Josephine Tey is a pen names of Scottish author Elizabeth Macintosh (1896-1952). The Franchise Affair is one of a number of mystery stories she gave us, and it’s a dandy. The crime is not murder, but an alleged kidnapping and torture of a teen-aged girl. At first it seems an open-and-shut case, but we gradually learn that things are not quite what they seem.
Though it’s not nearly as complex a plot as that of Wilkie Collins’ masterpiece, The Woman in White, this book reminded me of it in some small way. Marion, a strong and intelligent woman, is a major character, and it is a lawyer turned amateur detective who becomes obsessed with finding out what happened.
Ms. Tey handles the English language beautifully, and developments in the plot will keep the pages turning. The crime is solved convincingly. And though the ending of the book is left a little ambiguous, but we romantics are able to imagine the outcome. Recommended.
It was a good idea to publish again the works of Josephine Tey. She was very popular in her time in the 1920s and 1930s, and even though not all her novels are on the same level, the Franchise Affair is a very good one. It happens often- the word of one party that a crime was committed, stands against the innocent party, who doesn't have any contra argument. How to prove that it simply didn't happen? The book is not about looking for any perpetrator, but about establishing who is telling the truth. The reader slowly comes to realize that the accusation was false, but, I was most taken by the description of the power of the media and the reaction of the newspapers readers, which made it impossible for those once accused, to continue living in the old village. "The paper said so." How contemporary! How up-to-date! It is one of the very few books, now published, which warns against the power of public opinion, the easy possibility of influence from the media, the manipulation, the hatred. The minority, the poor, the underprivileged may not always be right, they may be made an instrument of somebody else's interests, as has happened so many times in history. This important book reminds us that people before us were facing similar problems as we are and they did not always give way to what was considered politically correct.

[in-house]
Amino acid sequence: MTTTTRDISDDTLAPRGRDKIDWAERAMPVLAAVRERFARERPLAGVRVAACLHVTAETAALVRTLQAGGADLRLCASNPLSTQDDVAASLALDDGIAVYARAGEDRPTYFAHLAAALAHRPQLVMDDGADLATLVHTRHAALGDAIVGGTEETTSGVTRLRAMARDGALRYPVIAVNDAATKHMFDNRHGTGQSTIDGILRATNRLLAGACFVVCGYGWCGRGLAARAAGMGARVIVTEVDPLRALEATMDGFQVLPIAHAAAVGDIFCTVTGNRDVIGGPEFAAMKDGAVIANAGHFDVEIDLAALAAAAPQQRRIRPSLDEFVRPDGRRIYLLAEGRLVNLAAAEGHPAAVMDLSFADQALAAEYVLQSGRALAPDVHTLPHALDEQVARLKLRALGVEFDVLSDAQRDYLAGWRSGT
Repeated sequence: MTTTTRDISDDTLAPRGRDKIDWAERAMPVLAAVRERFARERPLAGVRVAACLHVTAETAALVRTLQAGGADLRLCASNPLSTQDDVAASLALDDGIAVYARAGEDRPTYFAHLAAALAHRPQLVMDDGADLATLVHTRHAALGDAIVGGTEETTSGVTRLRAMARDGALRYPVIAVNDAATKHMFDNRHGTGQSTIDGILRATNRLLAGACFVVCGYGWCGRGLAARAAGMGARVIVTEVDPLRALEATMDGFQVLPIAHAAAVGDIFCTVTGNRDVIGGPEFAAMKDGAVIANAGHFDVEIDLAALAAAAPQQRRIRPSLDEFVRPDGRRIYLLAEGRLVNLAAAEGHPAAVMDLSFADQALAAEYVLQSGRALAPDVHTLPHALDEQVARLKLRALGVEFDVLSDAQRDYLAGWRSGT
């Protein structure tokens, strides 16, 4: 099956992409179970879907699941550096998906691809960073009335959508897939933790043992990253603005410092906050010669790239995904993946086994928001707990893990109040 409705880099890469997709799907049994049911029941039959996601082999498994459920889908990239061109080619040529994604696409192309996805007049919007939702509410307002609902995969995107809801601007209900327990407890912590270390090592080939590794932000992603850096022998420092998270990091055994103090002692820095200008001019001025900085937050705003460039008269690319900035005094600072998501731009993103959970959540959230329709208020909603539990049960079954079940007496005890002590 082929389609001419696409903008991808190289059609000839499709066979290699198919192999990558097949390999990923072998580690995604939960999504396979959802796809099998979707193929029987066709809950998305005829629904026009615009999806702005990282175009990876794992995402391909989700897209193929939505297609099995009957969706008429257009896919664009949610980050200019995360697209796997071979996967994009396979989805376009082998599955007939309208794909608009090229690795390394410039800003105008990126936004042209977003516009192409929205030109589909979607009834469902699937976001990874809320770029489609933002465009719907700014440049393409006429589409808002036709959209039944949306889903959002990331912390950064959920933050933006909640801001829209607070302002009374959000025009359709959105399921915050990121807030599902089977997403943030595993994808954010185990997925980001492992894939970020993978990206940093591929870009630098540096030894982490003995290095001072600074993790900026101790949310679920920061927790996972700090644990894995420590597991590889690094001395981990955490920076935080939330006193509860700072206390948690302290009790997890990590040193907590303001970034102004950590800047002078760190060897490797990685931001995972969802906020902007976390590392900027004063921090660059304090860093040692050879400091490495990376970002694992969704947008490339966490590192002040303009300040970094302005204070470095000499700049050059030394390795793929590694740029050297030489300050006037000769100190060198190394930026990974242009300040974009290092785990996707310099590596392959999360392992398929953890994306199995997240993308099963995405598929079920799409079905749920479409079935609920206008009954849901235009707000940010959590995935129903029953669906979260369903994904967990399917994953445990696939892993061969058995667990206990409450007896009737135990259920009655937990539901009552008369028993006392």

Teenager Betty Kane, bruised and sore after being missing for weeks, claims that she was abducted by two women and coerced into doing maid service for them before she managed to escape. The young girl is very innocent looking and has a spotless reputation. Furthermore, she describes the place of her imprisonment with great accuracy, although the two women, mother and daughter, claim that they have never seen her before. Robert Blair, suddenly bored with the routine law practice which has been in the family for generations, takes on the case for the two women, the younger of whom becomes more and more attractive to him. He is totally convinced of their innocence and develops a burning passion not only to prove them blameless but also to expose the girl as a brazen fraud. But after a scandal sheet exposes the case to the world, public opinion is so strong against the ladies that they and their property are in constant danger. There are some weaknesses in the plot. For instance, after long and diligent investigation by a top-notch private detective, the solution just drops in out of the blue from a most unexpected source. But Tey handles the whole thing so well that it seems perfectly plausible. The characterizations are excellent, and the reader will have a strong sympathy for the women and for Blair. The second half of the book is a real page turner. And the ending has a very nice, satisfying touch. This novel is almost as good as Tey's BRAT FARRAR.
This is not your typical murder mystery; in fact, the crime is not murder, but possibly a worse one: false accusation of a kidnapping and beating. The resolution may be a little disappointing in that a portion of it comes about not as a result of sleuthing, but pretty much out of the blue. Nonetheless, the characterizations are finely drawn, and the suspense maintained to the end. At the end one might suspect that this has not really been a mystery at all, but another kind of fiction in the form of a mystery. My own rereading tends to confirm this idea at least for myself. It also confirms that the mystery elements have been dealt with fairly by the author, including the suitcases, which are explained within a few paragraphs of their introduction. Along the way, the author takes more than a few potshots at "woolly thinking", entertaining in their own right. It's a pity we have only about eight novels from her, since half are outstanding in their own sui-generis way.
I have just had a thought. There is no explanation as to how horrible Betty Kane actually found out so much about the insides of The Franchise to be able to describe it in so much detail. They made it obvious that she had never been in the house with the whole view from the attic not including the circular drive thing. But how about all the suitcases and the intimate details about the kitchen and the attic? I was thinking that she may have had some help from the thieving maid, but it would not appear so. So how did she describe everything so accurately? Does anyone have any ideas? Please email me if you do. I am very perturbed, disturbed and frustrated!